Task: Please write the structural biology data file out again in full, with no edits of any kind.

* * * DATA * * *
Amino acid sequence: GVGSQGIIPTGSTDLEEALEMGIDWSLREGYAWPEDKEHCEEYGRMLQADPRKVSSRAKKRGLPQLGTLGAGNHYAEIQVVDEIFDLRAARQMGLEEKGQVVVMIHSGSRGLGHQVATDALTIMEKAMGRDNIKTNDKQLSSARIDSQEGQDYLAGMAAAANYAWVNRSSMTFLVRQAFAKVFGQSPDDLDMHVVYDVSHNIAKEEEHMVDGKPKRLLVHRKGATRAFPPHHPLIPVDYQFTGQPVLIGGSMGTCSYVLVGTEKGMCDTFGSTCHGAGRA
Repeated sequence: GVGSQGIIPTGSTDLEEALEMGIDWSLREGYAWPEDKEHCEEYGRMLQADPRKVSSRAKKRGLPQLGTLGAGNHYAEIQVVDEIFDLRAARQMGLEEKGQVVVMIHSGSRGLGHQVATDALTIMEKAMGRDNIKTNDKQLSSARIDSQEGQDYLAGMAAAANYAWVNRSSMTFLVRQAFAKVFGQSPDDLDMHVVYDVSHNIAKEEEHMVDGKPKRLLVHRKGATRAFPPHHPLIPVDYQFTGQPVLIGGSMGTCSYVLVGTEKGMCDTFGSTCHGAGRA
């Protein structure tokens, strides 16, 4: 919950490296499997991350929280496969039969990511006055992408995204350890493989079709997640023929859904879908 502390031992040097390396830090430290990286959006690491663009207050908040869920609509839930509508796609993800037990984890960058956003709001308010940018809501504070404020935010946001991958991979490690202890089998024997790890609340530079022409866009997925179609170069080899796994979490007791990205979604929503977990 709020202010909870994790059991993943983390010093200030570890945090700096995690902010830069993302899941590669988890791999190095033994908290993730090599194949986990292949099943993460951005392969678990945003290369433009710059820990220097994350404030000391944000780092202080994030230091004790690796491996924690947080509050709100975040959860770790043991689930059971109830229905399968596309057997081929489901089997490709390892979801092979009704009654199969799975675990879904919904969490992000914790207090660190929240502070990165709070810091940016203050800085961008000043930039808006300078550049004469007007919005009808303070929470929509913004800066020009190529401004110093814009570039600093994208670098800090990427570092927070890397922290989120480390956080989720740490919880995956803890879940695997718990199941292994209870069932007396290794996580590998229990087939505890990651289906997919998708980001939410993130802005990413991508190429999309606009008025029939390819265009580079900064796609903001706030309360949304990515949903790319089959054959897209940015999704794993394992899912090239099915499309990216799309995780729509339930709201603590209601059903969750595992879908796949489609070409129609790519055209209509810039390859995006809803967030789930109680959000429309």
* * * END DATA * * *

Amino acid sequence: GVGSQGIIPTGSTDLEEALEMGIDWSLREGYAWPEDKEHCEEYGRMLQADPRKVSSRAKKRGLPQLGTLGAGNHYAEIQVVDEIFDLRAARQMGLEEKGQVVVMIHSGSRGLGHQVATDALTIMEKAMGRDNIKTNDKQLSSARIDSQEGQDYLAGMAAAANYAWVNRSSMTFLVRQAFAKVFGQSPDDLDMHVVYDVSHNIAKEEEHMVDGKPKRLLVHRKGATRAFPPHHPLIPVDYQFTGQPVLIGGSMGTCSYVLVGTEKGMCDTFGSTCHGAGRA
Repeated sequence: GVGSQGIIPTGSTDLEEALEMGIDWSLREGYAWPEDKEHCEEYGRMLQADPRKVSSRAKKRGLPQLGTLGAGNHYAEIQVVDEIFDLRAARQMGLEEKGQVVVMIHSGSRGLGHQVATDALTIMEKAMGRDNIKTNDKQLSSARIDSQEGQDYLAGMAAAANYAWVNRSSMTFLVRQAFAKVFGQSPDDLDMHVVYDVSHNIAKEEEHMVDGKPKRLLVHRKGATRAFPPHHPLIPVDYQFTGQPVLIGGSMGTCSYVLVGTEKGMCDTFGSTCHGAGRA
């Protein structure tokens, strides 16, 4: 919950490296499997991350929280496969039969990511006055992408995204350890493989079709997640023929859904879908 502390031992040097390396830090430290990286959006690491663009207050908040869920609509839930509508796609993800037990984890960058956003709001308010940018809501504070404020935010946001991958991979490690202890089998024997790890609340530079022409866009997925179609170069080899796994979490007791990205979604929503977990 709020202010909870994790059991993943983390010093200030570890945090700096995690902010830069993302899941590669988890791999190095033994908290993730090599194949986990292949099943993460951005392969678990945003290369433009710059820990220097994350404030000391944000780092202080994030230091004790690796491996924690947080509050709100975040959860770790043991689930059971109830229905399968596309057997081929489901089997490709390892979801092979009704009654199969799975675990879904919904969490992000914790207090660190929240502070990165709070810091940016203050800085961008000043930039808006300078550049004469007007919005009808303070929470929509913004800066020009190529401004110093814009570039600093994208670098800090990427570092927070890397922290989120480390956080989720740490919880995956803890879940695997718990199941292994209870069932007396290794996580590998229990087939505890990651289906997919998708980001939410993130802005990413991508190429999309606009008025029939390819265009580079900064796609903001706030309360949304990515949903790319089959054959897209940015999704794993394992899912090239099915499309990216799309995780729509339930709201603590209601059903969750595992879908796949489609070409129609790519055209209509810039390859995006809803967030789930109680959000429309």